Let’s address drag. No, there are no people doing cross-gendered drag. I am speaking of something more esoteric, and indeed, something that probably surprises the cast. I am thinking of “Disability drag,” an idea that has been with us for awhile, but only recently has a name. Here’s a quick example:
In December 1999, I had an altercation at the San Francisco airport with a gatekeeper for Northwest Airlines, who demanded that I use a wheelchair if I wanted to claim the early-boarding option. He did not want to accept that I was disabled unless my status was validated by a highly visible prop like a wheelchair. In the years since I have begun to feel the effects of postpolio, my practice has been to board airplanes immediately after the first-class passengers so that I do not have to navigate crowded aisles on wobbly legs. I answered the gatekeeper that I would be in a wheelchair soon enough, but that it was my decision, not his, when I began to use one. He eventually let me board and then chased after me on an afterthought to apologize. The incident was trivial in many ways, but I have now adopted the habit of exaggerating my limp whenever I board planes.
People who have been disabled do not, as is so commonly assumed, simply ask for help. Typically a person tries to blend in as well as possible, faking competence, while limping or otherwise failing at some crucial part of the large task of pretending to be human. Humanity is a performance, comprised of several different bits and pieces. The drag of gender is only one of many sorts of drag. People attempt to be competent in their job, in their courtship, in their walk to the bathroom. Sometimes the imitation of competence—for instance in a dragqueen—becomes a parody that invokes our laughter, because of the visible discrepancy between the performance and the ideal.
In Codex Nocturno we’re confronted by several physical spectacles of human action, and often we find that the imitation of humanity falls short in some way:
- A girl hauls a tiny plastic toy baby out of herself, and then proceeds to nurture and “mother” that little baby; it’s gross, silly and poignant all at once
- A beautiful automaton breaks down, becoming progressively less and less human, yet ever more heart-breaking in its blunt pursuit of competence, even vomiting metal parts at one point; is she a she or an it?
- Transactions in a hotel resemble hospitality superficially, but without any real understanding of what’s involved; the lack of compassion does, however, resemble some nightmarish transactions I’ve been through (ha I wish I were kidding)
- Wetness & blood and other mysterious liquids from inside the body figure prominently; what is it to be human, and are we a “who” or are we more of an “it”? there’s a great deal of objectification in this show
- on a number of occasions people are restrained or confined, a condition resembling disability even though artificially created
It’s often much funnier than this sounds, but then again, having written about this, I know how twisted some of those images must sound. The humour is extreme, undoubtedly. So is the poignancy. I cried in a couple of places, and also guffawed like an animal.
The space is used brilliantly. I won’t say how –can’t spoil the surprise, remember—but promise you something uncommon, verging on brilliant.
Kadozuke Kollectif have apparently been doing Codex Nocturno for awhile. The 2011 staging is a remount after a previous incarnation. Tatiana Jennings is the artistic director. There’s a great deal of dream-like imagery, as we’re confronted by several videos on the stage, displays that seem to take us inside different personages whomwe also encounter physically as well as virtually. I suspect that what I’ve chosen to focus on –that disability drag thing—is not what the Kollectif would identify as the primary expressive element of this show. I think the reason it grabbed me so hard is because I am seeking a handle on the original idiom I see in the Kollectif. I see a combination of humour and poignancy, slivers of humanity, little bits and pieces of performed emotion that sometimes coheres into a person, sometimes seems like a fragment. Their style is wonderfully physical, brimming with talent, and still too modest to swagger. But they’re masterful, without a moment of falseness.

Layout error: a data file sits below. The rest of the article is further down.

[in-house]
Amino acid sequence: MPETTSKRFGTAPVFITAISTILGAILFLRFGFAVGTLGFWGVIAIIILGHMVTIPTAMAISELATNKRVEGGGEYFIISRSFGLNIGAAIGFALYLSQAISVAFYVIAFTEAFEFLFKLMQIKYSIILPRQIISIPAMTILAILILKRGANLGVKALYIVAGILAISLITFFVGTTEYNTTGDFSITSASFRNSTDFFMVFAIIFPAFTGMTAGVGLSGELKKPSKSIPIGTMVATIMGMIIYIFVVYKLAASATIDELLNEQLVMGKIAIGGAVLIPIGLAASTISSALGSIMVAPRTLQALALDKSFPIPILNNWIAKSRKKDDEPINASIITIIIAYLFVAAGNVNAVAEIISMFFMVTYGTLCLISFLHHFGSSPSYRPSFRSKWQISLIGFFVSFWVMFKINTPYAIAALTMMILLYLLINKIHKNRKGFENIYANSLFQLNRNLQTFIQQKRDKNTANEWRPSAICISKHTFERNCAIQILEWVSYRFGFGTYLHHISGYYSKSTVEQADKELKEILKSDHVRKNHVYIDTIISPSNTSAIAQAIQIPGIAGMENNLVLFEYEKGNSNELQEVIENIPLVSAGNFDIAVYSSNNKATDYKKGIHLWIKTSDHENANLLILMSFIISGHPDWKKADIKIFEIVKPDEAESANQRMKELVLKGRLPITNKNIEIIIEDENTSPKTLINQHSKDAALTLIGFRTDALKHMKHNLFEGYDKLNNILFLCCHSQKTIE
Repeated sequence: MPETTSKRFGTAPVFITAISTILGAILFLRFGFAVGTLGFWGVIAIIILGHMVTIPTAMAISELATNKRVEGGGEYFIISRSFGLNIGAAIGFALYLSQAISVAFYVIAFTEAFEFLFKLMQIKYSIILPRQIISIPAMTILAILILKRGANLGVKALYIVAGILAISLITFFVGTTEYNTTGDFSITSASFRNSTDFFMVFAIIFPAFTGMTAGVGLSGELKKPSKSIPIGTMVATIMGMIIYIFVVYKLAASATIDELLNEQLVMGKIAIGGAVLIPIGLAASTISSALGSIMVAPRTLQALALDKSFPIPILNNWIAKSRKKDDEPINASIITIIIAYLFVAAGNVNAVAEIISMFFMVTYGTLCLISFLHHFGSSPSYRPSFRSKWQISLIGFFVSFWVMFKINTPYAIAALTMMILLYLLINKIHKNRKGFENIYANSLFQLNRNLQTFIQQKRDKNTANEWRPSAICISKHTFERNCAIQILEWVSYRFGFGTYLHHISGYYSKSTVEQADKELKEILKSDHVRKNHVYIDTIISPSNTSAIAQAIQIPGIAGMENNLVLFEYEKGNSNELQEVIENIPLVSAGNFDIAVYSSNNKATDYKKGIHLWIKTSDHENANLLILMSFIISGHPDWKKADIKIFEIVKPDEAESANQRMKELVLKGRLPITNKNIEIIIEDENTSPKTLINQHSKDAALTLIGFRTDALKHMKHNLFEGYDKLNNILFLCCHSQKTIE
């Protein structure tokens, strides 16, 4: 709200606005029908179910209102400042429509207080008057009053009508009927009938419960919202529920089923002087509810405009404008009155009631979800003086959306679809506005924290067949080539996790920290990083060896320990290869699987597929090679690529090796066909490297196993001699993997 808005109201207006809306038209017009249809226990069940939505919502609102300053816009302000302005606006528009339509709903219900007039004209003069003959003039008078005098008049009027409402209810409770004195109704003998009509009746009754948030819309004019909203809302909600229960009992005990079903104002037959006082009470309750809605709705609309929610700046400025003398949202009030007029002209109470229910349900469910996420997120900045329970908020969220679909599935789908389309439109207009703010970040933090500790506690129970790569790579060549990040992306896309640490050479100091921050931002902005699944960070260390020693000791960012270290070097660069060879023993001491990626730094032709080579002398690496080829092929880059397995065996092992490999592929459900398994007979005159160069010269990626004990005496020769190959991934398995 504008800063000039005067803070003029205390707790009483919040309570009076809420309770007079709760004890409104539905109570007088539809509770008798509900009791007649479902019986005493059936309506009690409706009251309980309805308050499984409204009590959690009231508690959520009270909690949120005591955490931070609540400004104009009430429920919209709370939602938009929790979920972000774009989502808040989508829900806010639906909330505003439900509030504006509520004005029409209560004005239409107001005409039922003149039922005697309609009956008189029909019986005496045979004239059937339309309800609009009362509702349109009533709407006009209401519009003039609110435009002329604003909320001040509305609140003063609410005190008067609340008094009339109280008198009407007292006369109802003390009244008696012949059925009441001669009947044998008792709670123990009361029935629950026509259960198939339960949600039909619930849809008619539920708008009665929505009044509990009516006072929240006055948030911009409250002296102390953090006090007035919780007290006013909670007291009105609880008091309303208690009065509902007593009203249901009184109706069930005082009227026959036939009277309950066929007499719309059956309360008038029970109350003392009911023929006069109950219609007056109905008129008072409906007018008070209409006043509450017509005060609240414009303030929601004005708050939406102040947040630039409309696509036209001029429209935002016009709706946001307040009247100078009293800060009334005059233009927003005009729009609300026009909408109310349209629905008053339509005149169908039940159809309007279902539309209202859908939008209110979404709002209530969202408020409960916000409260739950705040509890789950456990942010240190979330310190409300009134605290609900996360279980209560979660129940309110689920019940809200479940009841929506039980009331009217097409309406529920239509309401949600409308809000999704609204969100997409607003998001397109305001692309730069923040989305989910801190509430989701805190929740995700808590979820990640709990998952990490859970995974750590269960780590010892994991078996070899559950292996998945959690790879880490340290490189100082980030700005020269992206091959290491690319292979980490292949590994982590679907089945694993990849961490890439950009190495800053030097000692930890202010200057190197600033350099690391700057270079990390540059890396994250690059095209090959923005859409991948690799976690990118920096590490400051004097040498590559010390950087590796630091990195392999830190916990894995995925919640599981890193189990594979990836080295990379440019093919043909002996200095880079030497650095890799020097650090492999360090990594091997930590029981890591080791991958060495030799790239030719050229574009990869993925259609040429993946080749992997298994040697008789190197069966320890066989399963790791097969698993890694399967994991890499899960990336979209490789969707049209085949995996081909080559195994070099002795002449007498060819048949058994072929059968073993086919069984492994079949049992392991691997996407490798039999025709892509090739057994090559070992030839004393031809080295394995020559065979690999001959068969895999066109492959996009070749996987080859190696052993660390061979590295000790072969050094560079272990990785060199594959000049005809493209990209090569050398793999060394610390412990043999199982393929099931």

The newness of this flavour is as intoxicating as the discovery of a new cuisine. Remember the first time you tasted something really intense and exotic? …like (don’t laugh too hard… maybe you eat these every day, but to me they were once brand new) mango or gorgonzola. I picked two of my favourite flavours that I know are sometimes liked sometimes loathed. Kadozuke Kollectif are not likely to win any popularity contest, certainly not when they’re unknown. They deserve your attention, and might win your love.
Codex Nocturno continues at the Image Foundry, 1581 Dupont St until July 3rd.
SummerWorks 2007: The Gulliver Project
BY JAYSON YOUNG
So, you’re wondering, what is The Gulliver Project about? Well. That, faithful reader, is a very challenging query to address. Ostensibly, it’s a play about memory, loss, and leaving at the wrong time. Equally, it’s about visceral emotional experiences, close familial bonds, and TS Eliot quotes. Essentially, it’s a big, beautifully choreographed mindfuck.
Characters’ identities here are often of incidental importance, as placement on stage takes precedence. Actors dance playfully, bleed profusely, whirl about maniacally in wheelchairs. At times, dialogue is delivered simultaneously by a nine-part ensemble cast, creating a verbal orchestra. It’s all hard to follow, sure, but aesthetically, it’s magic.
But the key to comprehending The Gulliver Project lies in the venue itself. The play was created specifically for the courtyard at St. George the Martyr Church, located on John just north of Queen. Visually, the place is stunning, with corridors, towers and grass all visible, open to the night sky. At first the church feels like a terrible choice, as street noise, sirens, and passersby shouting into their KRZRs are all easily overheard and quite distracting. Soon, though, you realize it all just adds to Kadozuke Kollektif’s carefully constructed chaos.
Photo courtesy of summerworks.ca.